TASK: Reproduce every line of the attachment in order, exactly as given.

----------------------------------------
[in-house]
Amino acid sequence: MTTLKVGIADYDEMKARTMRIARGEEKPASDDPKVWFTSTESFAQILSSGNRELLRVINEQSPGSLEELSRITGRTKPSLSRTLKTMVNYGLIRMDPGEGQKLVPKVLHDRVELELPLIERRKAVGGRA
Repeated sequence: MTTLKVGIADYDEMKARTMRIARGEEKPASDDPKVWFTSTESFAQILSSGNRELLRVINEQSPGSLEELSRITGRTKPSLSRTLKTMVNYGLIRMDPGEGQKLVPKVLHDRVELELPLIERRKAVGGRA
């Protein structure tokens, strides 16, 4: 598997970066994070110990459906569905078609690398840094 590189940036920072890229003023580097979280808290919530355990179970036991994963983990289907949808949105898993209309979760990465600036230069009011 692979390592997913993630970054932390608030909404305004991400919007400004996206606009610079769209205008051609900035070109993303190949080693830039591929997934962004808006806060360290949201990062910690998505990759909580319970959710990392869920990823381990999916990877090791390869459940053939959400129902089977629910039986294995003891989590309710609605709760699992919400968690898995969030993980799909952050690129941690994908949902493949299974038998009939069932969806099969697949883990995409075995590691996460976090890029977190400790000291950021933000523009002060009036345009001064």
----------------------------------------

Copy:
[in-house]
Amino acid sequence: MTTLKVGIADYDEMKARTMRIARGEEKPASDDPKVWFTSTESFAQILSSGNRELLRVINEQSPGSLEELSRITGRTKPSLSRTLKTMVNYGLIRMDPGEGQKLVPKVLHDRVELELPLIERRKAVGGRA
Repeated sequence: MTTLKVGIADYDEMKARTMRIARGEEKPASDDPKVWFTSTESFAQILSSGNRELLRVINEQSPGSLEELSRITGRTKPSLSRTLKTMVNYGLIRMDPGEGQKLVPKVLHDRVELELPLIERRKAVGGRA
């Protein structure tokens, strides 16, 4: 598997970066994070110990459906569905078609690398840094 590189940036920072890229003023580097979280808290919530355990179970036991994963983990289907949808949105898993209309979760990465600036230069009011 692979390592997913993630970054932390608030909404305004991400919007400004996206606009610079769209205008051609900035070109993303190949080693830039591929997934962004808006806060360290949201990062910690998505990759909580319970959710990392869920990823381990999916990877090791390869459940053939959400129902089977629910039986294995003891989590309710609605709760699992919400968690898995969030993980799909952050690129941690994908949902493949299974038998009939069932969806099969697949883990995409075995590691996460976090890029977190400790000291950021933000523009002060009036345009001064």